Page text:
Oracle Australia's MD, Tim Ebbeck, has vowed to improve the computing giant's relationship with local customers, admitting on Wednesday that despite liking the company's technology, organisations "don't like dealing with us".
Ebbeck, a former SAP and NBN Co executive, who was appointed as Oracle's Australia and New Zealand boss in January, told CIO Australia at Oracle OpenWorld in San Francisco that the engagement model the organisation had in Australia was problematic because there was a strong focus on individual lines of business.
"We were going to market as very much separate lines of business," he said. "Customers were complaining about having truckloads of Oracle people coming in to see them, they would have a disjointed engagement ... which made it hard for them to deal with us."
Customers are getting "hammered" with too much information about too many products, he admitted.
Ebbeck is fixing the issue with a restructure of Oracle's local operations, including the appointment of three former SAP executives. Former SAP and IBM executive Allan Fairhurst is the new VP, technology group & key accounts.
"Allan is running our technology business and our top 10 accounts," Ebbeck said.
Stuart Pike is working with Fairhurst as the new VP, strategic sales, while Steve Thompson is running Oracle's new public sector practice as public sector sales director and GM.
"Our focus in public sector had been very disjointed from a line of business perspective and also not looking at the public sector holistically and understanding the cycles and the nuances of dealing with government.
"It is different and the engagements tend to need to be very long term and aligned to the pace that government wants to move but also consciously aware of the challenges the government faces right now around e-government, the mandates about moving everything to the cloud. These are big initiatives and will take time to implement."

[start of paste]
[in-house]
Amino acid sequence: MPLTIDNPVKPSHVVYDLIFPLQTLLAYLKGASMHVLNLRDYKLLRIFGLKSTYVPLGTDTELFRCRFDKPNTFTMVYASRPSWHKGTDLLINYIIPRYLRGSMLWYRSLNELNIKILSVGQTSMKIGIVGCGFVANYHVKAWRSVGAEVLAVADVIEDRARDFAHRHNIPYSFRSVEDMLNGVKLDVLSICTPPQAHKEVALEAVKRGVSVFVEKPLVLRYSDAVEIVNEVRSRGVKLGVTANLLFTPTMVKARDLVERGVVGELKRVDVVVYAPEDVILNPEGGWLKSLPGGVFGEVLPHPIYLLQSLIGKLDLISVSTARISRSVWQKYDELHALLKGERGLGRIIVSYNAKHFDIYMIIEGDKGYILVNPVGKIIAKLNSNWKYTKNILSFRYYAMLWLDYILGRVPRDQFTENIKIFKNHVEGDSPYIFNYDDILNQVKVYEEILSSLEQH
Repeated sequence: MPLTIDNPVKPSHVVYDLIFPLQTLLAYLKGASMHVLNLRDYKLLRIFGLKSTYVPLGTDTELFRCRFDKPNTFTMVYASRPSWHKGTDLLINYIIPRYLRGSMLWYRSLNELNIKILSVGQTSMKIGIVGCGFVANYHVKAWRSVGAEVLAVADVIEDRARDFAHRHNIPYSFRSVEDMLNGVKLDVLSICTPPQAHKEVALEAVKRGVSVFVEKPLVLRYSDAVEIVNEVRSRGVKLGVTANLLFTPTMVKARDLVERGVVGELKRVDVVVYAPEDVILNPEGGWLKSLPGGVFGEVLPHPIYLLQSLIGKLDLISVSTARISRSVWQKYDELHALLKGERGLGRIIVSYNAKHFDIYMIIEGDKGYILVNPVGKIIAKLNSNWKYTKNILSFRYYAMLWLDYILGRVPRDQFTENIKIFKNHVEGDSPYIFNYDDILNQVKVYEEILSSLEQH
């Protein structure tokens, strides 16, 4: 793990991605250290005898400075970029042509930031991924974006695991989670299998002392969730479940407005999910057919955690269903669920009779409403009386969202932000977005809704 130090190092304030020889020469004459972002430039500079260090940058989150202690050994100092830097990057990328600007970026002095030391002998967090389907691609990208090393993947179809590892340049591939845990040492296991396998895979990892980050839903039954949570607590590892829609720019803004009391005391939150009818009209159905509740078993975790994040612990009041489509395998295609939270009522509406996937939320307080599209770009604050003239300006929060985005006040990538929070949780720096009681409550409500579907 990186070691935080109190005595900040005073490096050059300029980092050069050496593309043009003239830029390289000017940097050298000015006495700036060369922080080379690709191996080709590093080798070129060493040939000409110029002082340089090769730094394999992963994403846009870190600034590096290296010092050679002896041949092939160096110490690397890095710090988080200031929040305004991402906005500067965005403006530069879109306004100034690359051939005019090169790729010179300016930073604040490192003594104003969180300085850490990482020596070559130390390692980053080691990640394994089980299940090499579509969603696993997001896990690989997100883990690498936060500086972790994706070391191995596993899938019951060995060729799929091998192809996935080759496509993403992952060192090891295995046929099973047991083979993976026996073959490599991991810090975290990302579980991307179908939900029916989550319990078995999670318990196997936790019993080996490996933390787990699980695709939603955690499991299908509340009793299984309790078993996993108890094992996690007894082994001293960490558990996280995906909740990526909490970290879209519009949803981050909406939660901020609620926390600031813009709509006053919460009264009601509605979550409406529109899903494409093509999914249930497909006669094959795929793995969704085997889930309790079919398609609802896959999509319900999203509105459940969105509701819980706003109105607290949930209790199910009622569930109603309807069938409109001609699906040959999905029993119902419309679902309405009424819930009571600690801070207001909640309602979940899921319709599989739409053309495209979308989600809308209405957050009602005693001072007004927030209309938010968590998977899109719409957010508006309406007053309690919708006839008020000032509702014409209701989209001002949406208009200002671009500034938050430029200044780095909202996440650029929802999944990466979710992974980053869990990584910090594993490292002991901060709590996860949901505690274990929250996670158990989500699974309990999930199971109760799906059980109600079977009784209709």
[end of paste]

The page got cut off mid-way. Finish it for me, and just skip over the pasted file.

Ebbeck said Oracle is now taking a more 'customer-centric' view of sales engagement. He said that no customer wakes up in the morning wanting to buy technology.
"They've got a business to run and it's been summed up by many of our large customers who have said to me 'you will hear from our teams, we need your technology but we hate dealing with you. So if you just make it a bit easier to deal with us, it'll make it a bit easier'.
"And that's what we are doing," he said.
Oracle is also putting in place initiatives around better coordinating the company's capabilities, he said.
"At the moment, we will execute campaigns into customers as individual campaigns across their lines of business.
"This is OK if a customer wants to deal that way ... but if they want to engage strategically, then we have to behave differently."
This will involve sitting with customers on engagement boards, focusing entirely on the customer's business and working out which technology they need in the background "rather than pushing technology down their throat," he said.
Ebbeck admitted that Oracle is undergoing a cultural shift in the way it sells its wares from a traditional on-premise software to a cloud subscription model.
He has restructured Oracle's local applications business around reaching the 'buying centres' within organisations such as the HR or marketing director, rather than just the technology buyer in each industry.
"That's the big cultural shift," he said.
Byron Connolly travelled to San Francisco as a guest of Oracle.
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